• Some authors define it to be synonomous with antiderivative. in which case, there may be infinitely many indefinite integrals for a given function.
  • Some define it as the most general antiderivative of f(x); that is,
\int f(x)\, dx. = F(x) + C
— Purcell, Calculus with Analytic Geometry p. 378. (See also Hughes-Hallett, Calculus: Single Variable, p. 288 [1]).
  • Some define it to be the set of all antiderivatives of a given function (Encyclopaedia of Mathematics (2002) [2], Calculus for Dummies p. 236: [3]).
  • Some define in terms of a definite integral (Courant, Differential and integral Calculus p. 110 [4] - [5])

Paul August 22:08, 2 August 2007 (UTC)

Thanks Paul, this is interesting. However,
  • I can't see the difference between points 1 and 2. In both cases, there are infinitely many indefinite integrals, aren't there? I mean, "most general" means "any possible", doesn't it? Is there any author who defines the indefinite integral as a specific antiderivative (e.g. the "simplest antiderivative", with C = 0)? (I doubt it)
  • About point 4, according to this search by Amazon Courant states, in page 116 "we shall no longer make any distinction between indefinite integral and primitive function", and a similar search with keywords "primitive function" shows that he defines the primitive function as any antiderivative. Shouldn't we place the reference to his book in point 1 or 2?
Other on line references (indefinite integral = any antiderivative):
  1. D.P. Story (2006). e-Calculus. University of Akron.
  2. MathWorld
  3. Paul's Online Math Notes
Paolo.dL 15:35, 9 August 2007 (UTC)

Analysis and classification of the different approaches[edit]

So, there exist different approaches in the literature. However:

  • Unwanted ambiguity. Wikipedia was the only page where the integral was defined in two different ways. In a single article, you must either use a single definition, or explicitly state that different definitions exist in the literature.
  • Ambiguity of the word "arbitrary". This statement will prove to be useful later. The word "arbitrary" in the expression "arbitrary constant of integration" is somewhat ambiguous. It may be used to mean:
  1. "arbitrarily selectable" from among infinitely many values (hence still indeterminate, until selection is accomplished), or
  2. "arbitrarily selected" (hence determined through a process of "arbitrary selection of one value C from among all possible values \mathbb{R} or \mathbb{C}").
  • Does the integral symbol always mean integral? As far as I know, everybody writes indefinite integral examples using C (or c) as constant term, and they always call C the "arbitrary constant of integration". This is a widely accepted standard terminology, which I have seen repeated everywhere. Is there anybody who calls C the "infinite set of integration constants"?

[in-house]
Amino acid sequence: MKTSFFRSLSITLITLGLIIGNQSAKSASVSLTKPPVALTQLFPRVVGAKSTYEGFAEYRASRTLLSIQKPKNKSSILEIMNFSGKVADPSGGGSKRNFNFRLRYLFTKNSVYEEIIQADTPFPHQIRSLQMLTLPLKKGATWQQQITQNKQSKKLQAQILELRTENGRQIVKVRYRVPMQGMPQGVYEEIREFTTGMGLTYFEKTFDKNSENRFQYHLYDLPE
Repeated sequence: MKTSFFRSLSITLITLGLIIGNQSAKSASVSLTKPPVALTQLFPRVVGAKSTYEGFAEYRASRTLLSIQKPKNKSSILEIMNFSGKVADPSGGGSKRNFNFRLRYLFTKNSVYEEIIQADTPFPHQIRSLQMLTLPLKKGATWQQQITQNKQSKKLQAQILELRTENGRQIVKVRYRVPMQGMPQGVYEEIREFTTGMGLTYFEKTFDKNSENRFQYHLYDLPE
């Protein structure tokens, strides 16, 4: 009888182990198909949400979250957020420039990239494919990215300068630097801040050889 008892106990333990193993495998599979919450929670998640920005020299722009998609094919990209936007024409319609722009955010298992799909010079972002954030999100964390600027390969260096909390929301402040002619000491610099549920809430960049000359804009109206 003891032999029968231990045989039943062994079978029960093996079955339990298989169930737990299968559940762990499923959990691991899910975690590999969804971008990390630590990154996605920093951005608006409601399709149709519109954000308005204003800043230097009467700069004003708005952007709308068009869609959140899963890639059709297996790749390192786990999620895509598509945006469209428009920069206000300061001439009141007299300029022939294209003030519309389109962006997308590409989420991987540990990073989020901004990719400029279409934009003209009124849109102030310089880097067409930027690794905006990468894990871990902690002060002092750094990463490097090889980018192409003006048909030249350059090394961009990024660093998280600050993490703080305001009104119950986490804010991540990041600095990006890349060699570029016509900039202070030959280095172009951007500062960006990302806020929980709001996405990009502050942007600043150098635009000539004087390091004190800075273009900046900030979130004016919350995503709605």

If the indefinite ingegral were defined as a set, and the symbol \int \, meant "indefinite integral" (rather than a single antiderivative), then the definition formula would contain a set in the second member. For instance, (I am not sure if this notation is correct):
\int f(x)\, dx = \{ F(x) + c: c \in \mathbb{R} \}
or, simplifying (I don't know if this notation is allowed):
\int f(x)\, dx = F(x) + \mathbb{R}
where F(x) + \mathbb{R} is used as if it were the sum of a scalar plus a matrix.
Since I have never seen an indefinite integral written in a similar way, I hypothesize that those who maintain that an indefinite integral is a set might use the symbol \int \, to indicate an antiderivative, rather than an indefinite integral. In this case the indefinite integral would remain an operation without a symbol, as the square root above. Is my hypothesis correct?...
  • Quasi-inverses (nonunique inverses). The indefinite integral may be regarded as indeterminate. Partially determinate, but all the same indeterminate. It determines a set of possible results, i.e. a nonunique result. This is also true for the square root. Both the indefinite integral and the square root can be reagarded as nonunique inverses or "quasi-inverses". Now, what do we do with nonunique results? We can either arbitrarily select one of them or just take them all, as a set. And I am not certain about what is the best option. But even if we arbitrarily select one of the possible results, they are still nonunique and the integral is still indeterminate.
  • Pseudo-inverses. I give to the term "pseudo-inverse" a different meaning. In my opinion, pseudo-inverse is an operation which gives a unique result, such as the Moore-Penrose pseudo-inverse, or the principal square root, or "the simplest" antiderivative (when defined), or a definite integral with variable upper limit. Therefore, a pseudo-inverse is pseudo because it uses as input some additional information which is not typically available to an inverse function (e.g. the assumption of orthogonality, or an arbitrarily selected sign for a square root, or an arbitrarily selected value for the constant of integration or for the lower limit of integration).